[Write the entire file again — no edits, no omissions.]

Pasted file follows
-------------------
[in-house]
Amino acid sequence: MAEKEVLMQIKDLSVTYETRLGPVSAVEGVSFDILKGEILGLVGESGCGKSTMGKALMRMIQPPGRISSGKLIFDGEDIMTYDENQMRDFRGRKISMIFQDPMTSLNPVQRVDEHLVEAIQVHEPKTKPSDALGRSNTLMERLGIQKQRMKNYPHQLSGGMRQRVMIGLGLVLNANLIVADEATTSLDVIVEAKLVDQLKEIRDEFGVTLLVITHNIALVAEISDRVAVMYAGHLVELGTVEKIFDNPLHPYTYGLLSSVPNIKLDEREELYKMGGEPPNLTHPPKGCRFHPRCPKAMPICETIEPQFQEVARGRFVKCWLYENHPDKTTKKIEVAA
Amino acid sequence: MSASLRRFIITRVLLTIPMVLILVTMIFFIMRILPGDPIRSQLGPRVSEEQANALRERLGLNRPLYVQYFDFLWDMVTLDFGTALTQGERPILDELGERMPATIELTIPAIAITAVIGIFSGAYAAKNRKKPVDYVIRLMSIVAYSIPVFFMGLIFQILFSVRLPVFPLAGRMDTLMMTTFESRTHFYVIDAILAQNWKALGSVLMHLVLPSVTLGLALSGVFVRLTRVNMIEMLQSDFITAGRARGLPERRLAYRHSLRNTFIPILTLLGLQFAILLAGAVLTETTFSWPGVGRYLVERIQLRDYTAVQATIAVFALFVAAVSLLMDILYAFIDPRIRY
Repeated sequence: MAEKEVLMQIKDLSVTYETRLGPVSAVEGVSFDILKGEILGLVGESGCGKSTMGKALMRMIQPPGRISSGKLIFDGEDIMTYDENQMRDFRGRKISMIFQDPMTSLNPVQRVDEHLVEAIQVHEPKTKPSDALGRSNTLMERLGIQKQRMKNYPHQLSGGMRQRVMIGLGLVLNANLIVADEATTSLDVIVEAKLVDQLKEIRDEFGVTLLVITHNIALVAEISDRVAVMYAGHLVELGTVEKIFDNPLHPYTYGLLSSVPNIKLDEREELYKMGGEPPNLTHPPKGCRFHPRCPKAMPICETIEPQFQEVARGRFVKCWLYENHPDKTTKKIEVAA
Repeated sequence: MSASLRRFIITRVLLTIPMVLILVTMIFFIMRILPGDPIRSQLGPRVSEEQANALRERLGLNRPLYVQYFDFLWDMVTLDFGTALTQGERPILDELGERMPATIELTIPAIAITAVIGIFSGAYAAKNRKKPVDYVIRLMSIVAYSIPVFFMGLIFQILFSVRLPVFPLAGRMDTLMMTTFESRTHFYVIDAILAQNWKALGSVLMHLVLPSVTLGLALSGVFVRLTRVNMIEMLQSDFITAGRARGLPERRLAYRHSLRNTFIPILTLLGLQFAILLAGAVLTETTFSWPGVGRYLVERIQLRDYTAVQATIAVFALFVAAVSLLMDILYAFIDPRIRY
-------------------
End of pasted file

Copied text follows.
[in-house]
Amino acid sequence: MAEKEVLMQIKDLSVTYETRLGPVSAVEGVSFDILKGEILGLVGESGCGKSTMGKALMRMIQPPGRISSGKLIFDGEDIMTYDENQMRDFRGRKISMIFQDPMTSLNPVQRVDEHLVEAIQVHEPKTKPSDALGRSNTLMERLGIQKQRMKNYPHQLSGGMRQRVMIGLGLVLNANLIVADEATTSLDVIVEAKLVDQLKEIRDEFGVTLLVITHNIALVAEISDRVAVMYAGHLVELGTVEKIFDNPLHPYTYGLLSSVPNIKLDEREELYKMGGEPPNLTHPPKGCRFHPRCPKAMPICETIEPQFQEVARGRFVKCWLYENHPDKTTKKIEVAA
Amino acid sequence: MSASLRRFIITRVLLTIPMVLILVTMIFFIMRILPGDPIRSQLGPRVSEEQANALRERLGLNRPLYVQYFDFLWDMVTLDFGTALTQGERPILDELGERMPATIELTIPAIAITAVIGIFSGAYAAKNRKKPVDYVIRLMSIVAYSIPVFFMGLIFQILFSVRLPVFPLAGRMDTLMMTTFESRTHFYVIDAILAQNWKALGSVLMHLVLPSVTLGLALSGVFVRLTRVNMIEMLQSDFITAGRARGLPERRLAYRHSLRNTFIPILTLLGLQFAILLAGAVLTETTFSWPGVGRYLVERIQLRDYTAVQATIAVFALFVAAVSLLMDILYAFIDPRIRY
Repeated sequence: MAEKEVLMQIKDLSVTYETRLGPVSAVEGVSFDILKGEILGLVGESGCGKSTMGKALMRMIQPPGRISSGKLIFDGEDIMTYDENQMRDFRGRKISMIFQDPMTSLNPVQRVDEHLVEAIQVHEPKTKPSDALGRSNTLMERLGIQKQRMKNYPHQLSGGMRQRVMIGLGLVLNANLIVADEATTSLDVIVEAKLVDQLKEIRDEFGVTLLVITHNIALVAEISDRVAVMYAGHLVELGTVEKIFDNPLHPYTYGLLSSVPNIKLDEREELYKMGGEPPNLTHPPKGCRFHPRCPKAMPICETIEPQFQEVARGRFVKCWLYENHPDKTTKKIEVAA
Repeated sequence: MSASLRRFIITRVLLTIPMVLILVTMIFFIMRILPGDPIRSQLGPRVSEEQANALRERLGLNRPLYVQYFDFLWDMVTLDFGTALTQGERPILDELGERMPATIELTIPAIAITAVIGIFSGAYAAKNRKKPVDYVIRLMSIVAYSIPVFFMGLIFQILFSVRLPVFPLAGRMDTLMMTTFESRTHFYVIDAILAQNWKALGSVLMHLVLPSVTLGLALSGVFVRLTRVNMIEMLQSDFITAGRARGLPERRLAYRHSLRNTFIPILTLLGLQFAILLAGAVLTETTFSWPGVGRYLVERIQLRDYTAVQATIAVFALFVAAVSLLMDILYAFIDPRIRY